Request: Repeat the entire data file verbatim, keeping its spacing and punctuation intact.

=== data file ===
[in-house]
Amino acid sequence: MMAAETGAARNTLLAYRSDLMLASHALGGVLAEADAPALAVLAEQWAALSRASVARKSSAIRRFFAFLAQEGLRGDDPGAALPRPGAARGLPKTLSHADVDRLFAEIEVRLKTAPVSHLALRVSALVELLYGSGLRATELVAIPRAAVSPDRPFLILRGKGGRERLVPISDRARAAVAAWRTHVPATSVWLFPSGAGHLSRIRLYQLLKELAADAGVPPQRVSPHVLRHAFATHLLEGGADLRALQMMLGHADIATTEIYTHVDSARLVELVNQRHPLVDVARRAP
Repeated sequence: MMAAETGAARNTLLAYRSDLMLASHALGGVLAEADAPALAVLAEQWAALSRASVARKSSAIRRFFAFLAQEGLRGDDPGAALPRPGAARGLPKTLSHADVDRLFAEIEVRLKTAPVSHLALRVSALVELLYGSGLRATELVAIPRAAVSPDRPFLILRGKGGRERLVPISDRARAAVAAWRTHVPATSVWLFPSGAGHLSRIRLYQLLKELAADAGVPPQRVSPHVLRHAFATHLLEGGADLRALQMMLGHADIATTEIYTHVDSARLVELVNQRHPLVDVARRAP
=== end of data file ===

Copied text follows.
[in-house]
Amino acid sequence: MMAAETGAARNTLLAYRSDLMLASHALGGVLAEADAPALAVLAEQWAALSRASVARKSSAIRRFFAFLAQEGLRGDDPGAALPRPGAARGLPKTLSHADVDRLFAEIEVRLKTAPVSHLALRVSALVELLYGSGLRATELVAIPRAAVSPDRPFLILRGKGGRERLVPISDRARAAVAAWRTHVPATSVWLFPSGAGHLSRIRLYQLLKELAADAGVPPQRVSPHVLRHAFATHLLEGGADLRALQMMLGHADIATTEIYTHVDSARLVELVNQRHPLVDVARRAP
Repeated sequence: MMAAETGAARNTLLAYRSDLMLASHALGGVLAEADAPALAVLAEQWAALSRASVARKSSAIRRFFAFLAQEGLRGDDPGAALPRPGAARGLPKTLSHADVDRLFAEIEVRLKTAPVSHLALRVSALVELLYGSGLRATELVAIPRAAVSPDRPFLILRGKGGRERLVPISDRARAAVAAWRTHVPATSVWLFPSGAGHLSRIRLYQLLKELAADAGVPPQRVSPHVLRHAFATHLLEGGADLRALQMMLGHADIATTEIYTHVDSARLVELVNQRHPLVDVARRAP